Earlier the idea of “Love towards God” (p 123) came across in such a way, that for man to love God seemed to be difficult if not impossible. Love is the fulfillment of the law, which in itself is beyond the task of the individual. Augustine places the love of God high on his list and is perplexed that Paul speaks of our Love for our neighbor, but does not concern himself with the writing about love toward God. This becomes even more profound when we see that “the love God has shown us though the death of His Son on the Cross is for Paul so absolute, so utterly spontaneous and unmotivated, that Agape as the name of this Divide love and can no longer fittingly be used for human love *, which can never be in the same sense spontaneous and creative.” (p 128) A Christian, when there is an infusion of the Spirit, can Agape a neighbor, but only by πίστις, which Nygren terms receptive, which replaces ἀγάπη as man’s attitude toward God. “Agape can go as far in requiring a man to sacrifice his own spiritual advantage for the advantage of his neighbor that he even declares himself willing to be accursed and cut off from Christ for the sake of his kinsman according to the flesh, if thereby they might be saved (Rom. IX.3).” (p 132) Now for the first time Nygren faces the Αγάπη motif head on against the Ερως motif. This takes place in his address to the Corinthian church, in the “Hymn to Αγάπη”. Agape is stationed against the gifts *, with gnosis emphasized. Gnosis is then directly related to eros. The Corinthians are seen to have a formula that looks like this – faith, truth (gnosis), eros, * and hope. Paul replaces this with faith, hope and agape, and Agape is shown to be in battle against Judaism’s legal-piety and Hellenism’s gnosis and wisdom.
The final formula in the Agape motif is that God is Agape. Agape and fellowship are inseparable, based on Agape. “When Christ died for us who are weak, ungodly, sinful, and enemies, this is the supreme revelation of Agape; but it can just as truly be said to be the supreme revelation of God.” (p 146f) John is said to bring the Agape Motif to its highest light; God is Love. But at the same time, because John is influenced by Oriental-Hellenism *, he is said to weaken the motif because he is not specific enough with the term. John is said to be dualistic in three respects. First, since God’s Agape is directed at Christ it losses spontaneity. Second, our brotherly Agape is towards other Christians and therefore, has a touch of motivation attached. Finally, John uses Agape toward both God and the world. While “he [Paul] has no need to specify the object to which it is directed. He [John] knows nothing of any distinction between true and false Agape.” (p 156)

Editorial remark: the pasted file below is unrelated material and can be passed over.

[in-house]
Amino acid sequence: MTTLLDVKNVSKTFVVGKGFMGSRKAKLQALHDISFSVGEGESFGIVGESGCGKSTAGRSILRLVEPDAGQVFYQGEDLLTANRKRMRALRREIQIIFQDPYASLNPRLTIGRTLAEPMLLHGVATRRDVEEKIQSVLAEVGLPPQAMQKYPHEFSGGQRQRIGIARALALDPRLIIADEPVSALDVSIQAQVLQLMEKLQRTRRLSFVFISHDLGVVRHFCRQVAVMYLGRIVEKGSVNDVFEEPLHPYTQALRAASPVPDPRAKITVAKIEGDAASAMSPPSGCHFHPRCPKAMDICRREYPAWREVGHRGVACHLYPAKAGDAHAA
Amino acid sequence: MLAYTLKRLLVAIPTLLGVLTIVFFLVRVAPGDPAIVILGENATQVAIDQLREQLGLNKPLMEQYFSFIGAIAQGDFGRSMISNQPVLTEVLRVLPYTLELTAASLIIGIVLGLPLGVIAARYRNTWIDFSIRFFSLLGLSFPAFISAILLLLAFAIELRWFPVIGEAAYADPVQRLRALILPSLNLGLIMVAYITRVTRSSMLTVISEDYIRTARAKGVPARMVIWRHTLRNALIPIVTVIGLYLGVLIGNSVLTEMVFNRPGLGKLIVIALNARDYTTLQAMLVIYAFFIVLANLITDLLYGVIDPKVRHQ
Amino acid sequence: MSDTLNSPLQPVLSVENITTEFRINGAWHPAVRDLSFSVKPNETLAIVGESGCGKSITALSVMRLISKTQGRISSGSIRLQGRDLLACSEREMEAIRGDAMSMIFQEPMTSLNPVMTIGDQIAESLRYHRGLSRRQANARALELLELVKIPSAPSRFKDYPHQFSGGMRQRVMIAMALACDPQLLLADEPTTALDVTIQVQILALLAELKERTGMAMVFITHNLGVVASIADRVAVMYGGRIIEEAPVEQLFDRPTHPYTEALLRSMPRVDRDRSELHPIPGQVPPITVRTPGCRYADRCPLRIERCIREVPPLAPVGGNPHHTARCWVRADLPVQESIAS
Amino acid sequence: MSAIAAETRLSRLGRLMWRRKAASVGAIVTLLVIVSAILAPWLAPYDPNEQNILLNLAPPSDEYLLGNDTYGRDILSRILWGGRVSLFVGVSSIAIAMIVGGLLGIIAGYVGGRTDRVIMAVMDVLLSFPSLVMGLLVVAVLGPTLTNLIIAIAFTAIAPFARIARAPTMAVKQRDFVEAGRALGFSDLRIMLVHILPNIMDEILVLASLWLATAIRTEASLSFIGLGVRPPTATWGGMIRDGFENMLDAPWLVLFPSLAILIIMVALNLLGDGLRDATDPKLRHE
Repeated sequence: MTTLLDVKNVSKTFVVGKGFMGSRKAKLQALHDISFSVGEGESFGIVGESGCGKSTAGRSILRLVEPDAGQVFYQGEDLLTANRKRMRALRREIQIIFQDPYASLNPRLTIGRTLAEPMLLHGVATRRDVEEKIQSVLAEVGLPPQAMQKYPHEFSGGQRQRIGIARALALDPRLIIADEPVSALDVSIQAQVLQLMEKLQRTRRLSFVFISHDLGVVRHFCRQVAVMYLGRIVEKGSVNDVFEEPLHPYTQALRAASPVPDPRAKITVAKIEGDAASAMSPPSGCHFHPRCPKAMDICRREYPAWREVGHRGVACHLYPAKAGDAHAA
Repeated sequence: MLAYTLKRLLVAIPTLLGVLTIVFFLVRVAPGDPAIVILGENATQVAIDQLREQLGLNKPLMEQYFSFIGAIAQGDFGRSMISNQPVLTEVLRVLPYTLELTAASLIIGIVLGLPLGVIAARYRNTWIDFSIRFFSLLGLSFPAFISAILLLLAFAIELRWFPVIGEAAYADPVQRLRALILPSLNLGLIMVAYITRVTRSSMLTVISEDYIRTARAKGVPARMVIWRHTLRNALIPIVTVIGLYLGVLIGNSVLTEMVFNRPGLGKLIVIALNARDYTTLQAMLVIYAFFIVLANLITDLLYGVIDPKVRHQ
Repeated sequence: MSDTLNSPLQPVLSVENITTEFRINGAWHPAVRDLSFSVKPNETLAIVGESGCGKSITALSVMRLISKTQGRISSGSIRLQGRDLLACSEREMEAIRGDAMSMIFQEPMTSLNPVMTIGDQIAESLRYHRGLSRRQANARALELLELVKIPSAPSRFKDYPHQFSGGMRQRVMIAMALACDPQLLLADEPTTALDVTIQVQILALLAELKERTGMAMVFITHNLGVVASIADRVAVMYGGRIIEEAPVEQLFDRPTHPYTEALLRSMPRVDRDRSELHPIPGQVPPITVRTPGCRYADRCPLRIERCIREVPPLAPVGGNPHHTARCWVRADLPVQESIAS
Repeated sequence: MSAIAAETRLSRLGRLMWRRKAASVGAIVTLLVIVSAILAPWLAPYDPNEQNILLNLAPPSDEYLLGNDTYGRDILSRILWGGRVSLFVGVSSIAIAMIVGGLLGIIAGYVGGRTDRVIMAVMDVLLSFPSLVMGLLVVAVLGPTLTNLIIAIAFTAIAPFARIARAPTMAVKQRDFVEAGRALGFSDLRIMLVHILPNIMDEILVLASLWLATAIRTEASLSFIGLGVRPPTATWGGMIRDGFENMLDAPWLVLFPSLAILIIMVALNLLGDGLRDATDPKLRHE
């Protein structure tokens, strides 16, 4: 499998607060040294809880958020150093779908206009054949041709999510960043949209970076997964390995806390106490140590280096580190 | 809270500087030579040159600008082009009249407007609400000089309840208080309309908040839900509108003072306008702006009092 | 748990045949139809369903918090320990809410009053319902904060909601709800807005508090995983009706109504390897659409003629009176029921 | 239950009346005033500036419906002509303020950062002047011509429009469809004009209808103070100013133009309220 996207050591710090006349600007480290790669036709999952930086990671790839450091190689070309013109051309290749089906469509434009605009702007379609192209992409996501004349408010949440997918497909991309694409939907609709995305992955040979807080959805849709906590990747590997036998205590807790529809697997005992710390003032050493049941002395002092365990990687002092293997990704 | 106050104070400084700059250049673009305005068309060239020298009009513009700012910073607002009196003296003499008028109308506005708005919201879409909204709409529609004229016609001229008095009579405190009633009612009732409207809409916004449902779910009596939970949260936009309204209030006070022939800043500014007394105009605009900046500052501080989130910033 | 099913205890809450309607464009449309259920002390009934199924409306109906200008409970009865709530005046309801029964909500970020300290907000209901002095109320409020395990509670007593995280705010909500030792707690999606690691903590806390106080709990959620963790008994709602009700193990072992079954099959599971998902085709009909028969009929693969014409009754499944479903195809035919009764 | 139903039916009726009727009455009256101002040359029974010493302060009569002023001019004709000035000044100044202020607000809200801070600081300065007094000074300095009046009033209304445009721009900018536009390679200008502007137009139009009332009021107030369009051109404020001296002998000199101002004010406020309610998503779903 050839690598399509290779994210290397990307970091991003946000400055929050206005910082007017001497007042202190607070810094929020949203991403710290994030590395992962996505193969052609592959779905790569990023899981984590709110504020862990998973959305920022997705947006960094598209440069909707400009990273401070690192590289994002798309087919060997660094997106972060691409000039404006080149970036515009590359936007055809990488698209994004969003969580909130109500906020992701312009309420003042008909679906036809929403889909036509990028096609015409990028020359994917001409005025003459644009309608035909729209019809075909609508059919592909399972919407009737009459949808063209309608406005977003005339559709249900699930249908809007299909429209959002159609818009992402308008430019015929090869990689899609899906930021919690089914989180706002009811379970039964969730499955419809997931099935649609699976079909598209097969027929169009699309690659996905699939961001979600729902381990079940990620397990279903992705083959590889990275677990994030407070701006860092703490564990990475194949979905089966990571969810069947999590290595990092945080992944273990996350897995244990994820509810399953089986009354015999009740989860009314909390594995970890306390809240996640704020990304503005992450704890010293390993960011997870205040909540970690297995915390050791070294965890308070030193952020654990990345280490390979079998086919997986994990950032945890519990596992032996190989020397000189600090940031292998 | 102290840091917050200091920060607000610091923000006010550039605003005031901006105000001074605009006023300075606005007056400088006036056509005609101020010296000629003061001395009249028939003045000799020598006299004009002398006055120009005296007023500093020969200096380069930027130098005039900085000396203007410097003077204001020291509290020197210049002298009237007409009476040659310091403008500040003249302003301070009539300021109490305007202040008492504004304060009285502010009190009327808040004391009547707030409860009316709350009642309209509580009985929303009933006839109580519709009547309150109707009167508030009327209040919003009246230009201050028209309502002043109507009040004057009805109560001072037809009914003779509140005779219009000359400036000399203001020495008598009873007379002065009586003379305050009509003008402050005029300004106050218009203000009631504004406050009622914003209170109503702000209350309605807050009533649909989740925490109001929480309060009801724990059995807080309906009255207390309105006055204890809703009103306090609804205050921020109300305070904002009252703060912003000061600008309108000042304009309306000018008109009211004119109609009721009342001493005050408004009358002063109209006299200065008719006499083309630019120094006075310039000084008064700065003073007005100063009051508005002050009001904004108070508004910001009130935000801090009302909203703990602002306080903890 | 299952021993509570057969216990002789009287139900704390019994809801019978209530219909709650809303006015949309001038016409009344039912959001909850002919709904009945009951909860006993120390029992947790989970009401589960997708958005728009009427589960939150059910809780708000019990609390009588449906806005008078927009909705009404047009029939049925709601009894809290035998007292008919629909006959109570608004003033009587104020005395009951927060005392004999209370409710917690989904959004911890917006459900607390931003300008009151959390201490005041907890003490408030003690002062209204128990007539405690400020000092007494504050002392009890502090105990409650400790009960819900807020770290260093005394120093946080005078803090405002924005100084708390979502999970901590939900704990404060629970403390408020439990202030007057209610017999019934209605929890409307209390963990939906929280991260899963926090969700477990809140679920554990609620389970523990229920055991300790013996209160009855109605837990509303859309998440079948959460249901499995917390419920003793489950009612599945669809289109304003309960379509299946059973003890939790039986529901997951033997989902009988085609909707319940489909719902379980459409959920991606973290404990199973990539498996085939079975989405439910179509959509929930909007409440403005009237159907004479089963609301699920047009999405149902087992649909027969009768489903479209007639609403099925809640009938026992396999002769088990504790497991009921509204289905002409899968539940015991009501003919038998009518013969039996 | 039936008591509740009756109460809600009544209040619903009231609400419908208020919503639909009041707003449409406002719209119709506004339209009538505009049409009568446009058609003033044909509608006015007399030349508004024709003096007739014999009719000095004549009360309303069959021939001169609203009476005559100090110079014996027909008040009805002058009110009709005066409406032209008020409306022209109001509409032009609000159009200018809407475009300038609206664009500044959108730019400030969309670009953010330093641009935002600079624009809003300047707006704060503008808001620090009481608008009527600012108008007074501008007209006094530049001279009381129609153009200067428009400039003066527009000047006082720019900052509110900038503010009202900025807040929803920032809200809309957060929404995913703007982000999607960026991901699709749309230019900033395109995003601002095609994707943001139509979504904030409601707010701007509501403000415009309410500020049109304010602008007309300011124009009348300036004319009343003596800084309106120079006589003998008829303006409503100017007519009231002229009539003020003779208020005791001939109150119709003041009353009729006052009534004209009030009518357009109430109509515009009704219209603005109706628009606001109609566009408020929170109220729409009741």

The Eros Motif
While it is impossible to determine whether the eros-piety motif is a forerunner, and prepares the way for Agape or stands as a rival *, Nygren decides to treat it as the latter, because even when it is the former it is harmful, causing confusion. Nygren uses Plato to define eros because of his clarity and because they are Plato’s ideas that filter through Neo-Platonism into Christianity. Plato’s view via Symposium tells of man as being divine (reason) and evil (body and senses). The divine soul is in need of breaking free from the defilement of the body and the senses. Eros is the means by which a soul can return to heaven and encounter salvation.